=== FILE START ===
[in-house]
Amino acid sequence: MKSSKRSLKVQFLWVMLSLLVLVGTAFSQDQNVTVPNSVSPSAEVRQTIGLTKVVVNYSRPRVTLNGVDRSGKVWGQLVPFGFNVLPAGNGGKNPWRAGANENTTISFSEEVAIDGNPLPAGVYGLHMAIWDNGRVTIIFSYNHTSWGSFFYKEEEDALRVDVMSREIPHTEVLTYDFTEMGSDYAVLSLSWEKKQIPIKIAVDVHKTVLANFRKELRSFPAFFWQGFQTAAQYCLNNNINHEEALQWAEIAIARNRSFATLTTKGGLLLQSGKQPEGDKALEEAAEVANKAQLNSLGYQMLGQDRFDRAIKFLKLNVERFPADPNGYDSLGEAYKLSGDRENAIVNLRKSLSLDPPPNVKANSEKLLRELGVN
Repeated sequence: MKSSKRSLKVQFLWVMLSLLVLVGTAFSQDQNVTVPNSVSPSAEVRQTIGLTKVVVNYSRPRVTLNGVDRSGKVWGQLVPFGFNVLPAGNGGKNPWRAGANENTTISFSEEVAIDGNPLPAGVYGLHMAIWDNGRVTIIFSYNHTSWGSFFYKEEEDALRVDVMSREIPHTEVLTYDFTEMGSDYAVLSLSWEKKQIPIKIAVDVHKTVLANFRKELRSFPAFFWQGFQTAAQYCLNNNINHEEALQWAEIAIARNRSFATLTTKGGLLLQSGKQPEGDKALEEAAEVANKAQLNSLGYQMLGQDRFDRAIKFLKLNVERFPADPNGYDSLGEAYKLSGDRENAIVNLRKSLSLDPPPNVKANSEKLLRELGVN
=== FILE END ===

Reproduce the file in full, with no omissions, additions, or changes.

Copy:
[in-house]
Amino acid sequence: MKSSKRSLKVQFLWVMLSLLVLVGTAFSQDQNVTVPNSVSPSAEVRQTIGLTKVVVNYSRPRVTLNGVDRSGKVWGQLVPFGFNVLPAGNGGKNPWRAGANENTTISFSEEVAIDGNPLPAGVYGLHMAIWDNGRVTIIFSYNHTSWGSFFYKEEEDALRVDVMSREIPHTEVLTYDFTEMGSDYAVLSLSWEKKQIPIKIAVDVHKTVLANFRKELRSFPAFFWQGFQTAAQYCLNNNINHEEALQWAEIAIARNRSFATLTTKGGLLLQSGKQPEGDKALEEAAEVANKAQLNSLGYQMLGQDRFDRAIKFLKLNVERFPADPNGYDSLGEAYKLSGDRENAIVNLRKSLSLDPPPNVKANSEKLLRELGVN
Repeated sequence: MKSSKRSLKVQFLWVMLSLLVLVGTAFSQDQNVTVPNSVSPSAEVRQTIGLTKVVVNYSRPRVTLNGVDRSGKVWGQLVPFGFNVLPAGNGGKNPWRAGANENTTISFSEEVAIDGNPLPAGVYGLHMAIWDNGRVTIIFSYNHTSWGSFFYKEEEDALRVDVMSREIPHTEVLTYDFTEMGSDYAVLSLSWEKKQIPIKIAVDVHKTVLANFRKELRSFPAFFWQGFQTAAQYCLNNNINHEEALQWAEIAIARNRSFATLTTKGGLLLQSGKQPEGDKALEEAAEVANKAQLNSLGYQMLGQDRFDRAIKFLKLNVERFPADPNGYDSLGEAYKLSGDRENAIVNLRKSLSLDPPPNVKANSEKLLRELGVN